A new report on the Regulation of Social Housing addresses a series of issues relating to the supply, quality, and regulation of social housing in England. The report, by the Levelling Up, Housing and Communities Committee, said that social housing providers must significantly improve their complaints handling process to better support vulnerable tenants.
Made up of cross-party MPs, the committee acknowledged a deterioration in the condition of social housing in England, with many people suffering in homes that are unfit for human habitation. It, therefore, made a series of recommendations from tougher sanctions for the worst service providers to higher levels of compensation for those suffering in squalid conditions.
Commenting on the report, Clive Betts, Chair of the Levelling Up, Housing and Communities Committee, said: “Too many social housing tenants are living in uninhabitable homes and experiencing appalling conditions and levels of disrepair, including serious damp and mould, with potential serious impacts on their mental and physical health.
“The poor complaint handling of some providers not only adds insult to injury but the resulting delays in resolving tenant complaints actively contributes to the levels of disrepair. Sadly, beyond the distress of experiencing poor living conditions, it is undeniable that tenants also face poor treatment from providers who discriminate and stigmatise people because they are social housing tenants.
“This must change. Providers need to up their game, treat tenants with dignity and respect, and put tenants at the centre of how they deliver housing services, including by regularly monitoring the condition of their housing stock. Where they fail, providers should face the prospect of tough action from a more active regulator. Given the financial loss, inconvenience, and distress caused to tenants from serious cases of disrepair, the Government also needs to equip the ombudsman with the power to award far higher levels of compensation to tenants when there has been serious service failings.”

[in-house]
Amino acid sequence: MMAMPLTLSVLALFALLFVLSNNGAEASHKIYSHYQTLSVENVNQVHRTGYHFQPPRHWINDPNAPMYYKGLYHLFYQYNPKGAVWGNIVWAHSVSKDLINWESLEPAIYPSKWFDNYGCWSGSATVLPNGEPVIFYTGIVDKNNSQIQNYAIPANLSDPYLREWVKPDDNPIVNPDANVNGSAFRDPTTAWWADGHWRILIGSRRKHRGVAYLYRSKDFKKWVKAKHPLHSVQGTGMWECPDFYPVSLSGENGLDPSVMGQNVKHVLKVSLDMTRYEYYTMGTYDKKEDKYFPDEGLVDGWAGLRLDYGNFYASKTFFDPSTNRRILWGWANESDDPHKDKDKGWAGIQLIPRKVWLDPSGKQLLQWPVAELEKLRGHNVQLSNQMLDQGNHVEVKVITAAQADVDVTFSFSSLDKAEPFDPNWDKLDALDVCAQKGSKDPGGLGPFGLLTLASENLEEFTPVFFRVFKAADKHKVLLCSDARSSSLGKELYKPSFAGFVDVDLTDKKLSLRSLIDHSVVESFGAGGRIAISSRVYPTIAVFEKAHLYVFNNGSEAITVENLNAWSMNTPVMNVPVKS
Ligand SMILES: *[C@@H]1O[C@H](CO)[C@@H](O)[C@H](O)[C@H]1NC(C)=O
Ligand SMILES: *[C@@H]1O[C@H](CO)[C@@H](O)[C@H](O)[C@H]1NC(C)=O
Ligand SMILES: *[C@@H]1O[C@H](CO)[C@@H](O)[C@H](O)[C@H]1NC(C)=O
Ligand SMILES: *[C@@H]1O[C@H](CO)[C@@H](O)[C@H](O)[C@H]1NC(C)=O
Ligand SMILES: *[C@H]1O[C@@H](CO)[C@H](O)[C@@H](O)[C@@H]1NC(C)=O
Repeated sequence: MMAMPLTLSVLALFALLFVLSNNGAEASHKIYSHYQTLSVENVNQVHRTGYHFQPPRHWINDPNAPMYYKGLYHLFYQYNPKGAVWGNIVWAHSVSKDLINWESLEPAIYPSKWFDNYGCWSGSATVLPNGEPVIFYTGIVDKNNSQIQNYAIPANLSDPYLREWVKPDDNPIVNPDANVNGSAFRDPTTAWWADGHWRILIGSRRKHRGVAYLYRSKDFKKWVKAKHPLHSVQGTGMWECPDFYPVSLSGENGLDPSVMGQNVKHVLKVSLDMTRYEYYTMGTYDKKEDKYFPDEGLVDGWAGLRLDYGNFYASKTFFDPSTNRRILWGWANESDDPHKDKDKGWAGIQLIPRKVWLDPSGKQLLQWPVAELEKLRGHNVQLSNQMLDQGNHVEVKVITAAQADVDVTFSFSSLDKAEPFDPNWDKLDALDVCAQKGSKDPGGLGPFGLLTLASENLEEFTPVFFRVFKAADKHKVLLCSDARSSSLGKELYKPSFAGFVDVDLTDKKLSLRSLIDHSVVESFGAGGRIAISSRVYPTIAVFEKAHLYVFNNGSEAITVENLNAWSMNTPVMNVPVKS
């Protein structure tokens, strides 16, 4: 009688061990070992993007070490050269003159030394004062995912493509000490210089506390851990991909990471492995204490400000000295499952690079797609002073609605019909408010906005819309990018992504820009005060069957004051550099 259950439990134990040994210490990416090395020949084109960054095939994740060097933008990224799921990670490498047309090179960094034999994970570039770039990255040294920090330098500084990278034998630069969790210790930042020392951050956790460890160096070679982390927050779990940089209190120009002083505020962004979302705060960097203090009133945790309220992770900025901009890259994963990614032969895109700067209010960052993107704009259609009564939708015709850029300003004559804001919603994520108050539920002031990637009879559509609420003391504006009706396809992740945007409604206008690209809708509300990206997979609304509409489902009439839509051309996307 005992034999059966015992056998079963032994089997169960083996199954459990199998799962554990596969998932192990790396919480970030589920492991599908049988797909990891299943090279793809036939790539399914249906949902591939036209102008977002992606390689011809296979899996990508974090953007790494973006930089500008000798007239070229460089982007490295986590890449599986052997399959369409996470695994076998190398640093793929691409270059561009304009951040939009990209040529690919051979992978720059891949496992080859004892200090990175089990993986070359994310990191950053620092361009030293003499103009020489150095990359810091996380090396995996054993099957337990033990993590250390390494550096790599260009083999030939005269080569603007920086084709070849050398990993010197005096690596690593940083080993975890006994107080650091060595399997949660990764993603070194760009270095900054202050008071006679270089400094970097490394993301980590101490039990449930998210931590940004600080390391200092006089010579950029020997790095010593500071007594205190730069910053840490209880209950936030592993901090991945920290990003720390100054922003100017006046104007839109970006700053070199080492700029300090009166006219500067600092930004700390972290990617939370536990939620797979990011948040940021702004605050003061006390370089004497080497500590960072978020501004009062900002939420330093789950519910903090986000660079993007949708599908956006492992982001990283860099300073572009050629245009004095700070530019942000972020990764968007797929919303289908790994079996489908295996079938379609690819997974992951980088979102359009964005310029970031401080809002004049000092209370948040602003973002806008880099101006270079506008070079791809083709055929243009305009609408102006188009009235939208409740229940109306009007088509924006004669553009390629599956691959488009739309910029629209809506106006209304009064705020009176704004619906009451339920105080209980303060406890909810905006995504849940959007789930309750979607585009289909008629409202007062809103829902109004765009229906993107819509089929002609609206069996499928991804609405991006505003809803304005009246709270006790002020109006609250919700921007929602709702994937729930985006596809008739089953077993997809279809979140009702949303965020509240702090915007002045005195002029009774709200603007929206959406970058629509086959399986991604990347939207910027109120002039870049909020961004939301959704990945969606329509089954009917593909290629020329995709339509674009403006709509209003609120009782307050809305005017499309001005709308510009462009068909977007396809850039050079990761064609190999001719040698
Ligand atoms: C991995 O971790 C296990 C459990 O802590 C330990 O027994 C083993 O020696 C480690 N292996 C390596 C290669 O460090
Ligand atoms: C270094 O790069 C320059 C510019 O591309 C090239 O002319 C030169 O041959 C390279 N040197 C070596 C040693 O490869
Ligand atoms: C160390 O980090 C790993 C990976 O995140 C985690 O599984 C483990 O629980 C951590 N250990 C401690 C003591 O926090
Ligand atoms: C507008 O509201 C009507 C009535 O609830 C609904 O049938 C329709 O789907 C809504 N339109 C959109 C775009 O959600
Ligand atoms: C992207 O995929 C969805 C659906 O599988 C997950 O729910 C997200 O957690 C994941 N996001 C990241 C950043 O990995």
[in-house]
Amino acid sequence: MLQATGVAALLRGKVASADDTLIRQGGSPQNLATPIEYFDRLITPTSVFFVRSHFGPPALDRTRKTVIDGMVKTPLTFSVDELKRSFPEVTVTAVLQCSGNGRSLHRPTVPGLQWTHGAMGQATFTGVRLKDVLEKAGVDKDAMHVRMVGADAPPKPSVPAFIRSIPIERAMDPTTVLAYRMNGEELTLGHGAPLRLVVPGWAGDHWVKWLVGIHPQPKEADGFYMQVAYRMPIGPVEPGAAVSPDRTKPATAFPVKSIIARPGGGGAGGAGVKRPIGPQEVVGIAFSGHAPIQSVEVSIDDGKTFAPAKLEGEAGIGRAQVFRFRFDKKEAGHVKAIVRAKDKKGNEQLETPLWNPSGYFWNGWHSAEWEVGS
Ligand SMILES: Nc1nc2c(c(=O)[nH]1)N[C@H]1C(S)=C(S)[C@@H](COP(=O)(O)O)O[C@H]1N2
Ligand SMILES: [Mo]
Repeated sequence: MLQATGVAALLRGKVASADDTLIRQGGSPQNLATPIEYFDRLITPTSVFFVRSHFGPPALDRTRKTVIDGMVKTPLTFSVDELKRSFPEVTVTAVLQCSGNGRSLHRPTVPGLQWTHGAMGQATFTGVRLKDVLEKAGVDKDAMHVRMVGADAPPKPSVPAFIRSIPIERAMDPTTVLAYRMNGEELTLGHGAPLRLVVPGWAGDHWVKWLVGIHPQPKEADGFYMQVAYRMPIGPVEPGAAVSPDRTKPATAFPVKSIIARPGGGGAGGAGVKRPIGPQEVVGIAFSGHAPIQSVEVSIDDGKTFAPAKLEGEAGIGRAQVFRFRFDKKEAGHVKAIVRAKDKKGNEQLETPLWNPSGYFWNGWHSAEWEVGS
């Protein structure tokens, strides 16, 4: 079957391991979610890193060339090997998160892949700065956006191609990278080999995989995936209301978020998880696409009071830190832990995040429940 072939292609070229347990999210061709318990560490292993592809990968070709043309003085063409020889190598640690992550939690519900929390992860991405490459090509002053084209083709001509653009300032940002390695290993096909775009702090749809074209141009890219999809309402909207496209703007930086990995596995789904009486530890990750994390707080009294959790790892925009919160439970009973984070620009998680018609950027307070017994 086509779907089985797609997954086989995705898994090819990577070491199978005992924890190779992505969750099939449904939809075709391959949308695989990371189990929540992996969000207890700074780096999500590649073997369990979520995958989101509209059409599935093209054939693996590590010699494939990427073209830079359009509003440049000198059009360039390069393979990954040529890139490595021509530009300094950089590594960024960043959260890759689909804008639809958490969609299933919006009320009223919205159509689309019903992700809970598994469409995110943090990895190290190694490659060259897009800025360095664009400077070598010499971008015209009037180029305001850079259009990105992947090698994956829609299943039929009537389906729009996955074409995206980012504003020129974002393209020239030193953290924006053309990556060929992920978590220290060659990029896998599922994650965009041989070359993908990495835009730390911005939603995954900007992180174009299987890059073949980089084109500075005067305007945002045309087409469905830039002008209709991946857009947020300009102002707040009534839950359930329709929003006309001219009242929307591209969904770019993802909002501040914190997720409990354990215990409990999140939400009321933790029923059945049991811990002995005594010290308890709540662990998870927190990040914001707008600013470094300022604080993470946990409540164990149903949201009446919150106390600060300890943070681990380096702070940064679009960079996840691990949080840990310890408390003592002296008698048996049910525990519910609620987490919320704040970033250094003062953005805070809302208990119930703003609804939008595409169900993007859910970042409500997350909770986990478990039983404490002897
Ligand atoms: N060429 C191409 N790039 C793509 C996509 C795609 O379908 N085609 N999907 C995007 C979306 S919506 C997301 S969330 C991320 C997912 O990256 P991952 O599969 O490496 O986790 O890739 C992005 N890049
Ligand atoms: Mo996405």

Jessica Hampson, Founder and Director at CEL Solicitors, said: “For too long tenants have been fighting for the basic human right to live in a home that is safe and fit for habitation. Despite change being long overdue we welcome this report and support its recommendations. Tough sanctions for social housing providers that fail to meet the needs of their tenants are absolutely crucial in order to improve service provision. Higher levels of compensation are also important to reflect the severity of the issue these tenants face.”
The report cited social housing provider failures were contributing to the housing disrepair crisis and called for tougher measures to tackle social housing failures and inequalities.